Local election authorities must have a backup plan if polling place machinery fails. For the 41 states that use electronic pollbooks to check in voters, that means having paper backups to process voters in case those machines won’t start. And for the 21 states that use voting machines to mark ballots, it will be critical to have enough emergency paper ballots that voters can mark by hand, so that voters can continue casting ballots until machines can be fixed. Jurisdictions can also use emergency paper ballots when lines to use machines exceed 30 minutes.
Of course, it’s possible the information in both the electronic and paper pollbooks could be corrupted. In 2016, operatives working on behalf of the Russian government targeted voter registration databases in all 50 states. While they did not change any information in those databases, it could have been devastating if they had. Corrupted data could be made to show that legitimate voters were not entitled to vote because, for instance, their address had changed, or they had already voted.
Federal law creates a fail-safe for this kind of attack: provisional ballots, which voters can fill out and authorities can use later to determine whether pollbooks wrongly showed the voter was not entitled to vote. Having sufficient provisional ballots and envelopes to account for two to three hours of peak voting activity will allow voting to continue in the event of this kind of data corruption.
3. Have a backup plan for mail voting failures. Without question, the biggest visible change in how we conducted our elections since the pandemic began is the move to mail ballots. At least 41 states and the District of Columbia will provide all voters with the option to vote by mail this fall, and if the primaries are any indication, many voters are going to do just that. In Wisconsin’s primary, close to 1 million ballots were cast by mail—more than five times the number of ballots cast in the 2016 general election and the most mail ballots ever cast in any Wisconsin election. Similar increases were seen in Nebraska, Ohio, Rhode Island, D.C., and elsewhere.
Of course, mail voting this spring didn’t always go smoothly for election workers or voters. Election offices struggled to keep up with the massive increase in mail ballot applications, often sending ballots back to voters too late. In some cases, problems within the post office appeared to be the cause for delayed arrival or return of such ballots. According to an NPR analysis, more than 65,000 mail-in ballots were rejected nationwide in this year’s primary elections because they arrived after a state’s deadline.
It isn’t difficult to imagine an attack on a state’s voter registration database or the post office itself that could delay delivery or return of mail ballots, putting the ability of voters to return their ballots on time at risk. While there are many steps election offices and the post office can take to harden their infrastructure from cyberattack, a backup plan that allows voters to return their ballots quickly, without having to rely on the post office, is critical. States like Colorado and Utah, which have had significant numbers of voters cast mail ballots for years, have long offered secure drop boxes in accessible locations for voters to drop off ballots directly, rather than have to rely on the postal service. The U.S. Election Assistance Commission recommends having one drop box for every 15,000 to 20,000 voters. At least 20 states do not have any drop boxes for voters, and many more do not have nearly as many as the EAC recommends.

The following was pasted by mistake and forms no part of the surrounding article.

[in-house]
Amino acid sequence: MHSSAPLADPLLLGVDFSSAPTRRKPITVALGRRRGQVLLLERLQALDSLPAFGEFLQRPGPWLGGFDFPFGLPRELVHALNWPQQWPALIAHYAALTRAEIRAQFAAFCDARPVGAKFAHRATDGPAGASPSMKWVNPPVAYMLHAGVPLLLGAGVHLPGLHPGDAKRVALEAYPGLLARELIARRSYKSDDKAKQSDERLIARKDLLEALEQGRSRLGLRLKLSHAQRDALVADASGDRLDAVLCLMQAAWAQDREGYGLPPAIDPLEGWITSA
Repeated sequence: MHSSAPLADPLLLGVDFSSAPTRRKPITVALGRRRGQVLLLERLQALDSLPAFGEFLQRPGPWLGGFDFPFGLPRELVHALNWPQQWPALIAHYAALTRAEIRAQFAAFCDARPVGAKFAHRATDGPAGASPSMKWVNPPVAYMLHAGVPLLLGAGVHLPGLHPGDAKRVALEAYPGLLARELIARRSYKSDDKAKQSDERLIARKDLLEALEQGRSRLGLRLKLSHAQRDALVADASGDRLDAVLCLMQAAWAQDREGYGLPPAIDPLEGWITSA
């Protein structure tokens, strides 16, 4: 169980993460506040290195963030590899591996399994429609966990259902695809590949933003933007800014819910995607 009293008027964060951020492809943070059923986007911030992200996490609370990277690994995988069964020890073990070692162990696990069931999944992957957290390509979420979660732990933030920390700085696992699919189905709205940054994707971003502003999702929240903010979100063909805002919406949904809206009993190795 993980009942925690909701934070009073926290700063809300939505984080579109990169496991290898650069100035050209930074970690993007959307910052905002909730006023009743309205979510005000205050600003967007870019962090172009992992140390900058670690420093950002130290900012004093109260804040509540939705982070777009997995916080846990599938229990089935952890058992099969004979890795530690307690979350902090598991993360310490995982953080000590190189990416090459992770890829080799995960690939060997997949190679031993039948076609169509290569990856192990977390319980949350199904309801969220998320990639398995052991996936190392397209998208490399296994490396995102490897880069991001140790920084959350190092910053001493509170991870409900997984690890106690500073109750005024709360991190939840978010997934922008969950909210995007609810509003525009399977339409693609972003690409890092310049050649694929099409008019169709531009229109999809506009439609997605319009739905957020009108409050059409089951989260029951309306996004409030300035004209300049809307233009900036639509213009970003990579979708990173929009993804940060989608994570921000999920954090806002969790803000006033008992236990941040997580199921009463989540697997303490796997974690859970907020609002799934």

President Donald Trump’s reelection campaign recently sued Pennsylvania’s secretary of the commonwealth and the county boards of elections in an attempt to bar the state from using drop boxes there. (Disclosure: The Brennan Center for Justice, where I work, moved to join the case on behalf of our clients PennFuture and the Sierra Club to ensure, among other things, that the drop boxes may be installed and used by voters.)
The good news for each of these security measures is that none is technically difficult, and in each case, there is still time to implement them. At the same time, these security measures cost money, something that is in short supply in most states and counties during the pandemic. The Brennan Center has estimated that the total additional costs for making necessary changes to run fair, safe, and secure elections this year during the COVID-19 pandemic to be in the neighborhood of $4 billion, including hundreds of millions of extra election security costs.
In June, the House passed the HEROES Act, its latest proposal for a coronavirus package. It would provide state and local election jurisdictions with $3.6 billion. Earlier this week, Senate Republicans responded with their package, which included no money for elections. What comes out of negotiations between the two chambers in the next few weeks may determine how secure our elections are from cyberattack this fall.